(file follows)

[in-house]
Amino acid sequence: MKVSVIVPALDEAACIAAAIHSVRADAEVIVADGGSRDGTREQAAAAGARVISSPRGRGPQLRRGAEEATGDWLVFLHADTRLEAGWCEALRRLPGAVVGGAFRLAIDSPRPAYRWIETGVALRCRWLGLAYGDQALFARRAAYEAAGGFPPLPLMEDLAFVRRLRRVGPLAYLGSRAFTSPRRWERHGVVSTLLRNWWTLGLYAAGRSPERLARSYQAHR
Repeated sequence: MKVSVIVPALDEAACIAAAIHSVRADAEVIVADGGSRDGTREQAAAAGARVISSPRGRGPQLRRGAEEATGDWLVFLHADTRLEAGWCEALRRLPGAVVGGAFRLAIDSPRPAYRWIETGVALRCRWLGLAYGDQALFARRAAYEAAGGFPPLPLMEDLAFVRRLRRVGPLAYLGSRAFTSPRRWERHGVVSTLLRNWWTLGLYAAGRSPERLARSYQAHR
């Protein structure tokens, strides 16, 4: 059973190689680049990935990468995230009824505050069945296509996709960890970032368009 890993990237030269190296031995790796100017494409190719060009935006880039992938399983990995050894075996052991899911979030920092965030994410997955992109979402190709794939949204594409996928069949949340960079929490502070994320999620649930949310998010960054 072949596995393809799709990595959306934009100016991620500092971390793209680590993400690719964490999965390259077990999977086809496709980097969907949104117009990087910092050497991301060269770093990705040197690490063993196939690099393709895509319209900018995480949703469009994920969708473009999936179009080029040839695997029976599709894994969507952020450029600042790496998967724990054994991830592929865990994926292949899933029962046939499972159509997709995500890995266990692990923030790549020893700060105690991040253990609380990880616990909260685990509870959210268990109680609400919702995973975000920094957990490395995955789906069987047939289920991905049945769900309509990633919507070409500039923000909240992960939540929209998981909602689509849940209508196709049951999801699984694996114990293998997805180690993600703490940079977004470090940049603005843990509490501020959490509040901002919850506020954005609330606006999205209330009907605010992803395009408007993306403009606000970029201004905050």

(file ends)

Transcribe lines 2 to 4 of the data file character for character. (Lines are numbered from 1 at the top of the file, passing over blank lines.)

Amino acid sequence: MKVSVIVPALDEAACIAAAIHSVRADAEVIVADGGSRDGTREQAAAAGARVISSPRGRGPQLRRGAEEATGDWLVFLHADTRLEAGWCEALRRLPGAVVGGAFRLAIDSPRPAYRWIETGVALRCRWLGLAYGDQALFARRAAYEAAGGFPPLPLMEDLAFVRRLRRVGPLAYLGSRAFTSPRRWERHGVVSTLLRNWWTLGLYAAGRSPERLARSYQAHR
Repeated sequence: MKVSVIVPALDEAACIAAAIHSVRADAEVIVADGGSRDGTREQAAAAGARVISSPRGRGPQLRRGAEEATGDWLVFLHADTRLEAGWCEALRRLPGAVVGGAFRLAIDSPRPAYRWIETGVALRCRWLGLAYGDQALFARRAAYEAAGGFPPLPLMEDLAFVRRLRRVGPLAYLGSRAFTSPRRWERHGVVSTLLRNWWTLGLYAAGRSPERLARSYQAHR
């Protein structure tokens, strides 16, 4: 059973190689680049990935990468995230009824505050069945296509996709960890970032368009 890993990237030269190296031995790796100017494409190719060009935006880039992938399983990995050894075996052991899911979030920092965030994410997955992109979402190709794939949204594409996928069949949340960079929490502070994320999620649930949310998010960054 072949596995393809799709990595959306934009100016991620500092971390793209680590993400690719964490999965390259077990999977086809496709980097969907949104117009990087910092050497991301060269770093990705040197690490063993196939690099393709895509319209900018995480949703469009994920969708473009999936179009080029040839695997029976599709894994969507952020450029600042790496998967724990054994991830592929865990994926292949899933029962046939499972159509997709995500890995266990692990923030790549020893700060105690991040253990609380990880616990909260685990509870959210268990109680609400919702995973975000920094957990490395995955789906069987047939289920991905049945769900309509990633919507070409500039923000909240992960939540929209998981909602689509849940209508196709049951999801699984694996114990293998997805180690993600703490940079977004470090940049603005843990509490501020959490509040901002919850506020954005609330606006999205209330009907605010992803395009408007993306403009606000970029201004905050």